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Automotive Electronics Installers

At a Glance

  • Install stereos, speakers, GPS, and alarms
  • Use a variety of tools and techniques
  • May help customers pick out components
  • May work nights and weekends
  • Train on the job

Career summary

Automotive electronics installers set up and repair sound, security, and navigation components in vehicles.

Automobile electronics installers may also be called car stereo installers or car alarm installers.


Vehicles contain many electronic components, including:

Automotive electronics installers talk to customers to find out what they need. If the customer has not already purchased their electronic equipment, installers make recommendations about buying equipment.

Installers must remove the seats, carpeting, and inside padding to make room for wiring and some of the equipment. Wires and cables are run through the vehicle. Sometimes installers have to split and splice the wires. They use power tools, drills, and pliers.

Installers sometimes must build enclosures to house larger items such as woofers and speakers. When everything is installed properly, installers replace the seats, carpeting, padding, or anything else they may have taken out.

Installers also repair electronic equipment. They use a variety of tools to diagnose and test problems. Sometimes cleaning is all that is needed, but often additional repairs are necessary.

Installers keep records of their installations and repairs.

Related careers

This career is part of the Transportation, Distribution, and Logistics cluster of careers.

Related careers include:

Job duties

Task list

The following list of tasks is specific to automotive electronics installers.

Common work activities

Automotive electronics installers perform the following tasks. These tasks are common to many careers.

Work requirements

Working conditions

In a typical work setting, automotive electronics installers:

Interpersonal relationships

Physical work conditions

Work performance


Physical demands

Automotive electronics installers frequently:

It is important for automotive electronics installers to be able to:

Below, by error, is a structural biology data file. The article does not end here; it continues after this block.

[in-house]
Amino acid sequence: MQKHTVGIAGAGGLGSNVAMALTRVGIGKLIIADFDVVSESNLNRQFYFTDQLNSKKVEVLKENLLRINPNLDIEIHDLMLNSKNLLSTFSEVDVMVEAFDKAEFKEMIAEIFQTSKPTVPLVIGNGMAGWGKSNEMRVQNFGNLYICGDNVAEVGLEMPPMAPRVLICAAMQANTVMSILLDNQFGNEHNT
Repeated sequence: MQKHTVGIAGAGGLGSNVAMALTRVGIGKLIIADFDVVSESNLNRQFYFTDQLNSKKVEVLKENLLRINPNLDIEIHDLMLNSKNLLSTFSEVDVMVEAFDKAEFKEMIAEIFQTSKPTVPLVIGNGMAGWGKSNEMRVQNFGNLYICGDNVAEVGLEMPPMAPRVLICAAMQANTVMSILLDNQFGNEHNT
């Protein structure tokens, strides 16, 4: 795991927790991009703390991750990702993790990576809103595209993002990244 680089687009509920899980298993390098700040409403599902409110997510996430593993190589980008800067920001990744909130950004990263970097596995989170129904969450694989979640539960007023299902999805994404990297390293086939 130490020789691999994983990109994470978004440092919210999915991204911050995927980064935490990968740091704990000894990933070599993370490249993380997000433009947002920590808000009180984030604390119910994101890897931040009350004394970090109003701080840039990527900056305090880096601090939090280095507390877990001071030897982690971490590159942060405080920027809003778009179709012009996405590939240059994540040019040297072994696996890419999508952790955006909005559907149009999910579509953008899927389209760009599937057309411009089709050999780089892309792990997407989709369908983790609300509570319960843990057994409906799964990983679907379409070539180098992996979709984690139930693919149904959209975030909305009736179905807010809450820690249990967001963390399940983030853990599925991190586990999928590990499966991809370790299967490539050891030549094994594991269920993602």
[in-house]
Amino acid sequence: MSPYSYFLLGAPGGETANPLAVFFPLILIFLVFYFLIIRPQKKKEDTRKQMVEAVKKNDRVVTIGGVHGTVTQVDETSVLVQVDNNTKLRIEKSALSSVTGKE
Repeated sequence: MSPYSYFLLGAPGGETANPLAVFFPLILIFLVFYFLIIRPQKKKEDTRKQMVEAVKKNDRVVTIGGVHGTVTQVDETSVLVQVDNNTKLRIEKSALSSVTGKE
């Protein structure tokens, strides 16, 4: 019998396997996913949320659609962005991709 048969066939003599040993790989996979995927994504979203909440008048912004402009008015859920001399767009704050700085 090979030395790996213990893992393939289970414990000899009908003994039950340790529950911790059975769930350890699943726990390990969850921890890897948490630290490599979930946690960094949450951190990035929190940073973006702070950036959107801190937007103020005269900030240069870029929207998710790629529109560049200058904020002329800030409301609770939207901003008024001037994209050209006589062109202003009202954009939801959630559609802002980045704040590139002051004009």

It is not as important, but still necessary, for automotive electronics installers to be able to:

Skills and abilities

Automotive electronics installers need to:


Reason and problem solve

Manage oneself, people, time, and things

Work with people

Work with things

Perceive and visualize

Education and training

Educational programs

The programs of study listed below will help you prepare for the occupation or career cluster you are exploring.

Programs of study directly related to this occupation

Other programs of study to consider


To work as an automotive electronics installer, you typically need to:

Education after high school

Some automotive electronics installers complete a formal training program in mobile electronics installation and repair. Professional-technical schools or two-year colleges offer these programs. They grant a certificate or associate degree. In these programs you learn to read schematic drawings, analyze problems, and follow safety procedures.

On-the-job training

Automotive electronics installers typically learn through on-the-job training. This usually lasts up to one year. An experienced worker teaches you the skills needed for the job. You begin as a helper and do basic tasks. As you gain experience you work on more complex tasks.

Helpful high school courses

You should take a general high school curriculum that meets the state's graduation requirements (external link). You will be required to take both math and science classes to graduate. You should consider taking Algebra and Geometry as your math courses and Chemistry and Physics as your science courses.

Helpful electives to take in high school that prepare you for this career include:

The courses listed above are meant to help you create your high school plan. If you have not already done so, talk to a school counselor or parent about the courses you are considering taking.